So when I tried on my first pair of Christian Louboutins, I just fell in love and became obsessed with them. He had that “look” that I just love in a heel. He made this shoe that was almost like a really nice stripper shoe, the Pigalle pump, but so much more comfortable. They were like sneakers to me, and I was wearing them all the time. I got invited to the sample sale, and really got into them. And then they came out with the Swarovski one. I just couldn’t stop buying them and became a Louboutin freak! Yes, I do own a lot pairs. And they’re all so beautiful! I got into all the different styles. And I just can’t stop going to those sample sales all the time. I did meet Louboutin once, years ago, and he gave me a pair of boots, and gave me all these things. And he let me buy whatever I wanted for a $100 which was just so generous. I’m very thankful. I came home with boxes and boxes of Louboutins. And, of course, I always wore them when I modeled in the Heatherette shows as well.
PONYBOY: What’s an average day in the life of Amanda Lepore? How do you dress during the day? Do you go out every night?
AMANDA LEPORE: I don’t go out every night, but I do go out a good deal for work. On my days off, I do errands and do yoga, that kinda stuff. Sometimes I make outfits for 10 hours, you know, during the day. I do that a lot. If I’m caught up with all my errands and stuff, I’ll go to the gym. I’m also very into skincare as well, so a lot of the time I just do the skincare, and put my hair up, a quick messy up-do. I always wear red lipstick and dark sunglasses, and always wear low-cut tops and tight-fitting clothes. Sometimes I walk around with roller-sets, with a ‘kerchief on if I have to go out that evening. Old school glamour! Ha!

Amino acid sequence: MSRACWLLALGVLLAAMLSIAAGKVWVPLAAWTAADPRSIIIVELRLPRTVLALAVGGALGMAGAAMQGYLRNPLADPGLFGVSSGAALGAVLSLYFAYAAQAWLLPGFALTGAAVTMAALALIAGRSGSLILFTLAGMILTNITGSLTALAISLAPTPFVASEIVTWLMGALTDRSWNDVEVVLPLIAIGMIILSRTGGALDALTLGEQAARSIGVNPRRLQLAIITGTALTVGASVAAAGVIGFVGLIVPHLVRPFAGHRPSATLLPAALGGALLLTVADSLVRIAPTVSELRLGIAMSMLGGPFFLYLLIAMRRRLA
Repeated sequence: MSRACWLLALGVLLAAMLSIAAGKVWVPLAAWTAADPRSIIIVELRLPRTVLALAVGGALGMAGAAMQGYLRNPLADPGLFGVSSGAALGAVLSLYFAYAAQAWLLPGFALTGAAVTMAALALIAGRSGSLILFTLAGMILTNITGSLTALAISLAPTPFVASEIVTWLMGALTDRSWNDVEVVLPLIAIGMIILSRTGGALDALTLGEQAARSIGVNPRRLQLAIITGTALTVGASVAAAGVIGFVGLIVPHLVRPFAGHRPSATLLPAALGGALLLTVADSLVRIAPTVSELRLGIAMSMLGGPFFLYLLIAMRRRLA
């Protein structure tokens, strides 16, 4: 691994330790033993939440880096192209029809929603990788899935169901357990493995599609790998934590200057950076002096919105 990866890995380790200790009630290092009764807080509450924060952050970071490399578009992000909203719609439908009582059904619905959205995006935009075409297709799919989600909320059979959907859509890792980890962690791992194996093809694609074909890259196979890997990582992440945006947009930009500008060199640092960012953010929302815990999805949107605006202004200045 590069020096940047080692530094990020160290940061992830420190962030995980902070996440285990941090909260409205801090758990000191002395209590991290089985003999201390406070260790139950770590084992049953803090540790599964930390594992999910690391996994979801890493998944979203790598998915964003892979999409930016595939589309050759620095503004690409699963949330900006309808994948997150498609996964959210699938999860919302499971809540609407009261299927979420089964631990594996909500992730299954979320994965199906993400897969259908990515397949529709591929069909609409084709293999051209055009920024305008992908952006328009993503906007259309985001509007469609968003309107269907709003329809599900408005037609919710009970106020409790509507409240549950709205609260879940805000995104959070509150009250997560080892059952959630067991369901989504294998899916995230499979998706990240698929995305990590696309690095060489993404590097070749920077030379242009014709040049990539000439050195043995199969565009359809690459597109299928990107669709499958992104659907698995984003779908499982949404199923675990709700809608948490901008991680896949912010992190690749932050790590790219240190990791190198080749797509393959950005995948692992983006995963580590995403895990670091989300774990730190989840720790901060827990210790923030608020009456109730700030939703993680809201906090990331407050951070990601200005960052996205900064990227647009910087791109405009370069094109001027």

PONYBOY: Do a lot of people recognize you on the streets of Manhattan?
AMANDA LEPORE: Yes, they do, unfortunately. I mean I wish that they didn’t, me running around like that. But then I’ll see pictures online, and I’m like, oh okay, I look good. Ha! I mean I feel much more comfortable when I’m all made up, especially if someone is taking a picture of me. If I have ballerina flats on, and someone wants to take a photo of me, I’ll just get on my tippy toes, so that it looks like I’m wearing high heels. I just won’t stop.
PONYBOY: You mentioned at our shoot that you’re on the dating app Tinder. Amanda Lepore is on Tinder? Is that correct?
AMANDA LEPORE: Yes, it is. I got to the point where I was just working at all these gay clubs. I would have a lot of gorgeous boyfriends. They would be go-go dancers, bartenders or models, you know, those types. And those happen to be the worst guys to go out with! I mean they’re beautiful and everything, but it’s not really what I like. Then I went on Tinder, and I had the nerdiest boyfriend with glasses who worked an office job, you know, that type of guy. But I’ve actually had several boyfriends off of Tinder. I’ve also met guys running errands, say at the dry cleaners, that sort of thing. And on Tinder, I have to prove that it’s me, and not a fake profile. I’ll have to take a picture of myself, with their name on it and send it to them, so they know it’s me. But it really works well for me.